The Yale to which you belong, the one that I hope you have already started to call your own, looks different in the most obvious ways. Yours is a more complex Yale, and it is one that presents you with challenges that your predecessors could not then have imagined. This complexity, however, does not free you from a responsibility to discover. It is our expectation, in fact, that you will embrace the challenge of so much difference.
Writing on what he called the “Encountered Other,” literary critic Derek Attridge tells us that when we meet a stranger the “demand for justice” requires that we recognize a fundamental humanity in that stranger. Attridge argues that if we meet that demand and respond to the “other person through openness,” we will ourselves change and grow.2 It is important to realize that the stakes of these exchanges are high. At their best, they represent, as Attridge tells us, opportunities for new ways of seeing the world. But these exchanges are also filled with risk.
Venturing into new spaces and encountering the unknown means exposing yourself to new ideas and new ways of communicating. The words we use, the way we use them, the way we hear them — every action is thick with potential. As you take up and explore your own new citizenship of this place, consider the risks that generations have taken over time as they ventured toward a new place and either literally or figuratively learned to speak a new language. I will not claim to know the histories of those people who gathered on that Fourth of July a few years ago to become citizens, but I know they took risks to get to Strawbery Banke. You, too, have taken risks, and now that you are here we hope that you will continue to do so by engaging the differences all around you.
Journey into uncertainty and meet with excitement and passion all that confounds you, angers you, challenges you, and enthralls you. Come to these moments with integrity and honesty, and, most of all, dare to listen to what you hear. I said earlier that the stakes are high. I believe this to be the case in large measure because we need each other to make this whole thing work. “We are,” as Gwendolyn Brooks writes, “each other’s harvest; we are each other’s business; we are each other’s magnitude and bond.”3
Judge Learned Hand wrote that “a college may gather together men of a common tradition, or it may put its faith in learning.”4 Members of the Class of 2020, you are our newest Yale citizens and you come from many different traditions. You are on the verge of beginning an education unlike any you have had before. It will happen in the classrooms, to be sure, but it will also happen with every encounter you have, with every stranger you meet, and with every leap of faith you take in which you declare this place has something for you, and that you have something for this place.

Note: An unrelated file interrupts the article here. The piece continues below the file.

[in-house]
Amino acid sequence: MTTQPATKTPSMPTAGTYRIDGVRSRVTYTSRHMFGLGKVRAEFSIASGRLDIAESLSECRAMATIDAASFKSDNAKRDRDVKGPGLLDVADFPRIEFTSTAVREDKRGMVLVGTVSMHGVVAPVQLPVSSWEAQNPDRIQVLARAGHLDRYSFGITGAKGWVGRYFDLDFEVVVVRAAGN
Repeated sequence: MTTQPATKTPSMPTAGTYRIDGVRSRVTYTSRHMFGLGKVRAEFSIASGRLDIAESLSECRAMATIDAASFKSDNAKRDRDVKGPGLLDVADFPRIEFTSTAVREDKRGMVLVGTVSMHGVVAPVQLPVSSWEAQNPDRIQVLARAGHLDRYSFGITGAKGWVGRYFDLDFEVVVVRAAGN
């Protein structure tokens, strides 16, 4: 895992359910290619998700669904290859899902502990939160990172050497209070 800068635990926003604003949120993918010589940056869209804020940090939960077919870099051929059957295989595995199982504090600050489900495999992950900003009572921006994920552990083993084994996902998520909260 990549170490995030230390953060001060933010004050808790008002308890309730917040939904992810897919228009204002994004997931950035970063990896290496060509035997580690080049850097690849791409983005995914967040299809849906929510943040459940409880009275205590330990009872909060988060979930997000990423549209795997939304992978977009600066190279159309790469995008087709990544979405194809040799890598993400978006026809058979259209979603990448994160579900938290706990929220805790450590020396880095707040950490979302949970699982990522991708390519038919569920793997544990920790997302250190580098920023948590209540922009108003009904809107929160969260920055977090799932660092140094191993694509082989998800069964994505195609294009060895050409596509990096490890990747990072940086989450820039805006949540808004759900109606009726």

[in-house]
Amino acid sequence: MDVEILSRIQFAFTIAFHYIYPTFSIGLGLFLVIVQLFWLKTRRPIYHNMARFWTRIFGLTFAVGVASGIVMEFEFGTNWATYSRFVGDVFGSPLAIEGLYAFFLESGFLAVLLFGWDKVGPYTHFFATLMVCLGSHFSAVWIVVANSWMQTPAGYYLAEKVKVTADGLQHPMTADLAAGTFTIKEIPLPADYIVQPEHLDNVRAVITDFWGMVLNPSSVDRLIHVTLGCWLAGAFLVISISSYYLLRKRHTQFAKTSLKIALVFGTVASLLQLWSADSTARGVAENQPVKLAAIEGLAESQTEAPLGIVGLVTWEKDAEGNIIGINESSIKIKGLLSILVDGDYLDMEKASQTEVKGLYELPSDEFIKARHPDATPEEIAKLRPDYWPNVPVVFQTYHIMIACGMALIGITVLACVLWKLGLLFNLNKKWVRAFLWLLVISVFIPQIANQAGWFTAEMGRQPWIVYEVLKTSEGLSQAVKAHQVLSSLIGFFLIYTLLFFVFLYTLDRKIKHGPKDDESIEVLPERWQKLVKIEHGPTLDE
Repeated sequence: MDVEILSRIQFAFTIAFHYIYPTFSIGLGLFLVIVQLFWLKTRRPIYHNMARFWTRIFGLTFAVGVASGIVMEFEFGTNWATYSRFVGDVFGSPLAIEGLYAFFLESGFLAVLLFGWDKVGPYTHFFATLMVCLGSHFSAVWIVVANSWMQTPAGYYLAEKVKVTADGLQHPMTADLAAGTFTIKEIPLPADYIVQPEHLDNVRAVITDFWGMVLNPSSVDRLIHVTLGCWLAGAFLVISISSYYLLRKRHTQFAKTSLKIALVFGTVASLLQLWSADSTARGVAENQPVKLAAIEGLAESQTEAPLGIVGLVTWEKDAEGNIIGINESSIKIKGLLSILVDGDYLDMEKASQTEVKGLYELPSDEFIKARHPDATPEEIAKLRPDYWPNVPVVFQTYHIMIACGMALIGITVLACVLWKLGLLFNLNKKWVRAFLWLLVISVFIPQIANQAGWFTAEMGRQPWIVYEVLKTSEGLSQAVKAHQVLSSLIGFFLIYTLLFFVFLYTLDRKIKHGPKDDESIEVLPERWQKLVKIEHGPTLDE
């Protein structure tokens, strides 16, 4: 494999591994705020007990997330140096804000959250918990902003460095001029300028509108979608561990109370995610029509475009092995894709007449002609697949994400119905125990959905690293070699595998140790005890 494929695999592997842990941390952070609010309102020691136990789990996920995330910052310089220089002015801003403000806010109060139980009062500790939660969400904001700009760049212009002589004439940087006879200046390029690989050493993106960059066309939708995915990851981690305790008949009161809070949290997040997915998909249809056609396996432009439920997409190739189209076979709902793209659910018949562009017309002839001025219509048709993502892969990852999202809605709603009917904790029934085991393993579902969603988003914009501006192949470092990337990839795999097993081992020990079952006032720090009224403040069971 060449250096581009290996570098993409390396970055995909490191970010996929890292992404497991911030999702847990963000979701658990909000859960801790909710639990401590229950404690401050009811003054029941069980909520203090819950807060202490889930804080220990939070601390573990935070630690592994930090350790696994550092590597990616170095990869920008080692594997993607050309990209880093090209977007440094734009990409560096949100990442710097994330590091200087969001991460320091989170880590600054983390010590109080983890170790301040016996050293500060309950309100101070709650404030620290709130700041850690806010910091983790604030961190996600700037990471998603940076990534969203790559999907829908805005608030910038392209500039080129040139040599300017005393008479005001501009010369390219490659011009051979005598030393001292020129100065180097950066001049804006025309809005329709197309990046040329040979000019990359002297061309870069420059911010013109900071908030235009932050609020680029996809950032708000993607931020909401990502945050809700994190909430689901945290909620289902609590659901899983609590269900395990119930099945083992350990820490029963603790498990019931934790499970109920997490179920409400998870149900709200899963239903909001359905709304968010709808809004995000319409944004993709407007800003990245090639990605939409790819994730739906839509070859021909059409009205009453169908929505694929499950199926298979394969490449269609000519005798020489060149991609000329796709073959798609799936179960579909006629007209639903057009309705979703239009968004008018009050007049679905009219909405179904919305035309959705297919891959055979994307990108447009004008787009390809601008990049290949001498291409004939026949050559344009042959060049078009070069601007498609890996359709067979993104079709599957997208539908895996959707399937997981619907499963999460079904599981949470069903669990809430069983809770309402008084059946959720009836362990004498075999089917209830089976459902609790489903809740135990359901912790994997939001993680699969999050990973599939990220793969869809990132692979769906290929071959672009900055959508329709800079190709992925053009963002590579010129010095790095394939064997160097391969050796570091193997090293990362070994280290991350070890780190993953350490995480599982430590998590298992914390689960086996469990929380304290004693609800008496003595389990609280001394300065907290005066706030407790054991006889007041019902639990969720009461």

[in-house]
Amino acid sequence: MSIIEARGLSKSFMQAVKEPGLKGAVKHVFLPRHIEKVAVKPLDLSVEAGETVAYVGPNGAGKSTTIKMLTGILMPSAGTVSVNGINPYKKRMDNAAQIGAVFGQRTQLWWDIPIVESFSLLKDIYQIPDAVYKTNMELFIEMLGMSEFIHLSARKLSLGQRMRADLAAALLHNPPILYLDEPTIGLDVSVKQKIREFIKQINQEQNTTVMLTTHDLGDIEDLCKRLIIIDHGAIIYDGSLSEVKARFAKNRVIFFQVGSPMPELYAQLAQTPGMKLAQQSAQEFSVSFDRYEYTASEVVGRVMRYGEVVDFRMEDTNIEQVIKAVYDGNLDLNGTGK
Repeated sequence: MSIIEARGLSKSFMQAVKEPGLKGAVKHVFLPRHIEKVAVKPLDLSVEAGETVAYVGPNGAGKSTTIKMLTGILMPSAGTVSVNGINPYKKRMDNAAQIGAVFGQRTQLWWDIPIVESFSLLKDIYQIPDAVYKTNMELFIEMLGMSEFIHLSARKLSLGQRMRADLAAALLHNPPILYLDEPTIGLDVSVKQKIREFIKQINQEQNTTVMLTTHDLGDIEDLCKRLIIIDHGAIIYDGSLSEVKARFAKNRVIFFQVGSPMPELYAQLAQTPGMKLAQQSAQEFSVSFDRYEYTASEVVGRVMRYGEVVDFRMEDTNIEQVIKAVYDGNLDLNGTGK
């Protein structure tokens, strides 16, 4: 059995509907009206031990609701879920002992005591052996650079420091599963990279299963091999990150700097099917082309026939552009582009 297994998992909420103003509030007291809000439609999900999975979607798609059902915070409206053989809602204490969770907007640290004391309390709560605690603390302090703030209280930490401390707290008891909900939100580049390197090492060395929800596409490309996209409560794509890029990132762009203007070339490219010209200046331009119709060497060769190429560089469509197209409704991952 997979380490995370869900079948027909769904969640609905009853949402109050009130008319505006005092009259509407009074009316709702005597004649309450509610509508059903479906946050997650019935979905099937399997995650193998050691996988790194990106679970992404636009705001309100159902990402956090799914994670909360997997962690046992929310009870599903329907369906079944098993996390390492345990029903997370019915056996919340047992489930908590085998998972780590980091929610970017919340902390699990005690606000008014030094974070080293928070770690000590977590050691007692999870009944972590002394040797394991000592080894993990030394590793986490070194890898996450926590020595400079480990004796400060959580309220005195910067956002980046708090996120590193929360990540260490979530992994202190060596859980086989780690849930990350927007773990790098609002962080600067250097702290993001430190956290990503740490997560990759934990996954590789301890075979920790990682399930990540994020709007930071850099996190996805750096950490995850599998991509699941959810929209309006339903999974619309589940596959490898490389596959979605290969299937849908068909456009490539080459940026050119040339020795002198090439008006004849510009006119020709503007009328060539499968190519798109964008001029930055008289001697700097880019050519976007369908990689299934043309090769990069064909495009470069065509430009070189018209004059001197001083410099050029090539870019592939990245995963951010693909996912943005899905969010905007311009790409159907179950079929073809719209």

This is what you will find as you enter Yale and as you lay claim to your status as citizen. You are at the threshold now, poised. I, for one, am eager to discover what you will find.
Dana Gioia, poet laureate of California, writes about this moment, this cusp, in his poem “Entrance.” I leave you with his words:
Whoever you are: step out of doors tonight,
Out of the room that lets you feel secure.
Infinity is open to your sight.
Whoever you are.
With eyes that have forgotten how to see
From viewing things already too well-known,
Lift up into the dark a huge, black tree
And put it in the heavens: tall, alone.
And you have made the world and all you see.
It ripens like the words still in your mouth.
And when at last you comprehend its truth,
Then close your eyes and gently set it free.5
- Geoffrey Kabaservice, The Guardians: Kingman Brewster, His Circle, and the Rise of the Liberal Establishment (New York: Henry Holt and Company, 2004).
- Attridge, The Singularity of Literature (New York: Routledge, 2004).
- Brooks, “Paul Robeson,” Family Pictures (Detroit: Broadside Press, 1970).
- As quoted in Kabaservice, The Guardians.
- Gioia, “Entrance,” Interrogations at Noon: Poems (Saint Paul: Graywolf Press, 2001).